Indexed on: 18 May '16Published on: 18 May '16Published in: Journal of the Pediatric Infectious Diseases Society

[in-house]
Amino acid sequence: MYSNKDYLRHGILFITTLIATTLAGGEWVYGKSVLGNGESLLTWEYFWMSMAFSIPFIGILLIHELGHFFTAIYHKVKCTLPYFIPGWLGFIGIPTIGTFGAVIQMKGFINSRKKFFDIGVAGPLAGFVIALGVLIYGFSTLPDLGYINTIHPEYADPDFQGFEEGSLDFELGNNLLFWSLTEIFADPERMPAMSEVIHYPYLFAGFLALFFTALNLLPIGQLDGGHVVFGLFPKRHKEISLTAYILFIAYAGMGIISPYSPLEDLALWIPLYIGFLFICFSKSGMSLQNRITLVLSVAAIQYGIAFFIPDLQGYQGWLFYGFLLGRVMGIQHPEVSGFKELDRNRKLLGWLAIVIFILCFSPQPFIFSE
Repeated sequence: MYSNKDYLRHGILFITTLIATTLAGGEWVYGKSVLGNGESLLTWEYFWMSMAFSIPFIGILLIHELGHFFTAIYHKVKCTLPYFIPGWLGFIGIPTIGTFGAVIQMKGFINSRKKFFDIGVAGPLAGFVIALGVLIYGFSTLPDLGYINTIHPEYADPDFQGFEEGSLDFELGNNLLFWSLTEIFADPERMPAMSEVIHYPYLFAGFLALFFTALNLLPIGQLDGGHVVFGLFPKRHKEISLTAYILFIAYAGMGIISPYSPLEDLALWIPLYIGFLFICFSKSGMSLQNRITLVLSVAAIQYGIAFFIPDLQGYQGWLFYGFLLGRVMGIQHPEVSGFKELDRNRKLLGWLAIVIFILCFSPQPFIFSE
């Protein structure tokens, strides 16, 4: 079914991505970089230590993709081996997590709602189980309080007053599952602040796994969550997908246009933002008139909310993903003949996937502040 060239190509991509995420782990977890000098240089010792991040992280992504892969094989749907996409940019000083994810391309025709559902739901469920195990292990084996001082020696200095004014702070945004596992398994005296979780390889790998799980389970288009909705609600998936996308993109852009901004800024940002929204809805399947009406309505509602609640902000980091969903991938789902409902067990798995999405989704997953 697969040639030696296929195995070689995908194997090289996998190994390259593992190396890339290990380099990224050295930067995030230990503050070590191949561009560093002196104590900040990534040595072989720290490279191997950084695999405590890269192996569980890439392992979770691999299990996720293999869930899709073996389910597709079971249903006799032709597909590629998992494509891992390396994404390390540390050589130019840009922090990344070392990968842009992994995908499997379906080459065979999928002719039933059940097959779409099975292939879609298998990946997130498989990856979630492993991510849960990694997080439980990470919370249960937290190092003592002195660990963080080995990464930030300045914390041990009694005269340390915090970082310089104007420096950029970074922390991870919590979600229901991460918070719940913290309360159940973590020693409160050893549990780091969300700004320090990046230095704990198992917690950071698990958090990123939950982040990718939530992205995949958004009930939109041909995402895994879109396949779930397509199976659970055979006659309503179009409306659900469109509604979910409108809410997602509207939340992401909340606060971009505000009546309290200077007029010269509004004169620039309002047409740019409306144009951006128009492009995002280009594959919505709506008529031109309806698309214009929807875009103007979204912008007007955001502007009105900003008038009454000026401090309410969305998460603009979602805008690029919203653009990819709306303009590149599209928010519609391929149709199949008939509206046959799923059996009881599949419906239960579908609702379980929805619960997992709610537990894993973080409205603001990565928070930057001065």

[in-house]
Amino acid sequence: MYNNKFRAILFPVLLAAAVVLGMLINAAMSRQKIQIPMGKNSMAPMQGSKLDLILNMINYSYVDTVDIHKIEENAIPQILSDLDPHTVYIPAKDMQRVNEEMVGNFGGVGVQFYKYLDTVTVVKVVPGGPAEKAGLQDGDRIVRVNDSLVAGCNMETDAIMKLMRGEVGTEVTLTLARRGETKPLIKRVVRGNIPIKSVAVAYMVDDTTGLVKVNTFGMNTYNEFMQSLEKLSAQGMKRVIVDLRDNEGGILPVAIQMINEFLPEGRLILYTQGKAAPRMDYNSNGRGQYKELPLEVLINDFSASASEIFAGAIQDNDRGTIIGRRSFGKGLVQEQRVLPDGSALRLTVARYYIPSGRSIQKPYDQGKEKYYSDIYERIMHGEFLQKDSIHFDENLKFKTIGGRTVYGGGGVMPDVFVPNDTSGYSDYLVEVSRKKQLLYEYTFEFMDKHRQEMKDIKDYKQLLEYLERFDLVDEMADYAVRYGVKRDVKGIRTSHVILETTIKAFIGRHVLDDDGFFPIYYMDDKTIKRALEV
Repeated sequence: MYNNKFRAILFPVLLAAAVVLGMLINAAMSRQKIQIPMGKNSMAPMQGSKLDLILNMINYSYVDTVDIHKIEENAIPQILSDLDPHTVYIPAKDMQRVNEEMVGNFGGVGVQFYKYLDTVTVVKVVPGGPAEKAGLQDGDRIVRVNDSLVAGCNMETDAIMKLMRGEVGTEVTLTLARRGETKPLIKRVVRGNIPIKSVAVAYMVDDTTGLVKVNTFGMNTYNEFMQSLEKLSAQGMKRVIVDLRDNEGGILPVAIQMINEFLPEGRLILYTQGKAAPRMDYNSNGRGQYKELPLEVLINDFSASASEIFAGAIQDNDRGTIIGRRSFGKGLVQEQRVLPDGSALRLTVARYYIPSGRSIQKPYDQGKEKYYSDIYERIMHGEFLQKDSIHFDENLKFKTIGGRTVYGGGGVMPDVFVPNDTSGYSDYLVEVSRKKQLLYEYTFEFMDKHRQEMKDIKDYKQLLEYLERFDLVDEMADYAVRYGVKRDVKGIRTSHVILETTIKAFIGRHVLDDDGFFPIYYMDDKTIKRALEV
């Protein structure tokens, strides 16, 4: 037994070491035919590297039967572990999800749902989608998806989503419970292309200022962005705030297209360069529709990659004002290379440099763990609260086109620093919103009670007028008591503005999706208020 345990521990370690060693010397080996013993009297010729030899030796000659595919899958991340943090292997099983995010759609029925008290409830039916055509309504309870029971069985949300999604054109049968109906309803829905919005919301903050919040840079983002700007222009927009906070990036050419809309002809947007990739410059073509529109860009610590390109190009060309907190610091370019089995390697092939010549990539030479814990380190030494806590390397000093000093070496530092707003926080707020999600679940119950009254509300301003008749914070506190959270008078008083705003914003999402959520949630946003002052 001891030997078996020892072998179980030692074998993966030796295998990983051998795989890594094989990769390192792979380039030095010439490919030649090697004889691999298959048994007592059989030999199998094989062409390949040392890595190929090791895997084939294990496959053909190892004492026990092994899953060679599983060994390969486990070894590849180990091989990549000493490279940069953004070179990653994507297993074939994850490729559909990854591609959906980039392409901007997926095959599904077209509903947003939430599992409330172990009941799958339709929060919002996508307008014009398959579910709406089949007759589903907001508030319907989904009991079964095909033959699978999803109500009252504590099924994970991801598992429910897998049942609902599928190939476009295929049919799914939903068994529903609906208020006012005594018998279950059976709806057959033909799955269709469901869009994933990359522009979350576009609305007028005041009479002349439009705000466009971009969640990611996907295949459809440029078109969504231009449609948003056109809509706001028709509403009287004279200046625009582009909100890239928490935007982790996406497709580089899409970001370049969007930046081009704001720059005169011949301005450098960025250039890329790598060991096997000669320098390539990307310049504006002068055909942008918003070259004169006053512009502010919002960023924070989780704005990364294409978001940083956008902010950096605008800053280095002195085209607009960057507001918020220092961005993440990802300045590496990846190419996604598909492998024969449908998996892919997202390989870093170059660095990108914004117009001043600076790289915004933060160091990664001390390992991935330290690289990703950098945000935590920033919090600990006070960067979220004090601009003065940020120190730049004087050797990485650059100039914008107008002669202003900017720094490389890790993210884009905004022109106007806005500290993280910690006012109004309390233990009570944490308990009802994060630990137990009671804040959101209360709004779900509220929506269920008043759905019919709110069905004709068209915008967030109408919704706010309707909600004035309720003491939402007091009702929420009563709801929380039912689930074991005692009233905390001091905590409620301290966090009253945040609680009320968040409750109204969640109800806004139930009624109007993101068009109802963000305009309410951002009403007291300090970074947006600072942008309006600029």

Although Clostridium difficile infections (CDIs) are increasingly diagnosed in children, many children diagnosed with CDI lack classic risk factors. Frequent use of highly sensitive tcdB polymerase chain reaction (PCR) testing in low-risk patients leads to CDI misdiagnosis and unnecessary CDI antibiotic use in children with C difficile carriage.For this quasi-experimental study, we developed and implemented an educational intervention (EI) to inform healthcare providers (HCPs) about tcdB PCR test limitations. We provided HCP didactic education and built an electronic notification into the tcdB PCR test order that describes scenarios in which carriage is more likely than CDI. Segmented regression analysis assessed changes in level (ie, overall rates) and trend of C difficile testing rate ([TR] number of tests performed per 1000 patient encounters) and test positivity rate ([PR] number of positive tests per 1000 patient encounters) between the pre- (August 2009-August 2013) and postintervention (February 2014-July 2015) periods.Hospital-wide, absolute TR reduction was 0.71 (P[level] = .0067; P[trend] = .0042) and absolute PR reduction was 0.14 (P[level] = .22; P[trend] = .018). In the outpatient setting, absolute TR reduction was 0.30 (P[level] = .0015; P[trend] < .001) and absolute PR reduction was 0.09 (P[level] = .0069; P[trend] = .046). The incidence density of healthcare facility-associated CDI did not significantly change after the EI. The EI was associated with avoidance of 574 tests and 113 positive tests (and subsequent antibiotic courses) during the postintervention period, which saved approximately $250 000 in patient charges related to CDI testing and treatment.Healthcare provider education can cost-effectively reduce the frequency of C difficile testing and CDI misdiagnosis by improving test utilization among low-risk children.